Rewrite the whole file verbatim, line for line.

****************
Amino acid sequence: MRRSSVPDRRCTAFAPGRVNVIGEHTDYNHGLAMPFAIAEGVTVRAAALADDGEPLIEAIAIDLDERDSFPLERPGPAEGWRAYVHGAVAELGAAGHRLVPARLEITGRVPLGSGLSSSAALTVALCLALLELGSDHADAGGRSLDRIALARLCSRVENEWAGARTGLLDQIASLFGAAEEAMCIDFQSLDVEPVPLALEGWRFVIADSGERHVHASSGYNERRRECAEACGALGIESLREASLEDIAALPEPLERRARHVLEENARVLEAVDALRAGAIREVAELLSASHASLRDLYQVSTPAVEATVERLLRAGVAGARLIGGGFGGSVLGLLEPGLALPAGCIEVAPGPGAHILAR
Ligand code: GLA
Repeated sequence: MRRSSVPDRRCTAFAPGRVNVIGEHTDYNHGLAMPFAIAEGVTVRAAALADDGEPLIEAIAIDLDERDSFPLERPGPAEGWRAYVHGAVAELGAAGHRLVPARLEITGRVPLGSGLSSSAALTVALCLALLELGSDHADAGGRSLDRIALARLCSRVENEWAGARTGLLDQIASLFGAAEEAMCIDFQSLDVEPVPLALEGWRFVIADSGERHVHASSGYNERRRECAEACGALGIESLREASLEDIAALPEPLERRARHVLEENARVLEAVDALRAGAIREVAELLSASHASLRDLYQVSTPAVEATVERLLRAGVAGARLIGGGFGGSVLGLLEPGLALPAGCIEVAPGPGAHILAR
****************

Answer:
Amino acid sequence: MRRSSVPDRRCTAFAPGRVNVIGEHTDYNHGLAMPFAIAEGVTVRAAALADDGEPLIEAIAIDLDERDSFPLERPGPAEGWRAYVHGAVAELGAAGHRLVPARLEITGRVPLGSGLSSSAALTVALCLALLELGSDHADAGGRSLDRIALARLCSRVENEWAGARTGLLDQIASLFGAAEEAMCIDFQSLDVEPVPLALEGWRFVIADSGERHVHASSGYNERRRECAEACGALGIESLREASLEDIAALPEPLERRARHVLEENARVLEAVDALRAGAIREVAELLSASHASLRDLYQVSTPAVEATVERLLRAGVAGARLIGGGFGGSVLGLLEPGLALPAGCIEVAPGPGAHILAR
Ligand code: GLA
Repeated sequence: MRRSSVPDRRCTAFAPGRVNVIGEHTDYNHGLAMPFAIAEGVTVRAAALADDGEPLIEAIAIDLDERDSFPLERPGPAEGWRAYVHGAVAELGAAGHRLVPARLEITGRVPLGSGLSSSAALTVALCLALLELGSDHADAGGRSLDRIALARLCSRVENEWAGARTGLLDQIASLFGAAEEAMCIDFQSLDVEPVPLALEGWRFVIADSGERHVHASSGYNERRRECAEACGALGIESLREASLEDIAALPEPLERRARHVLEENARVLEAVDALRAGAIREVAELLSASHASLRDLYQVSTPAVEATVERLLRAGVAGARLIGGGFGGSVLGLLEPGLALPAGCIEVAPGPGAHILAR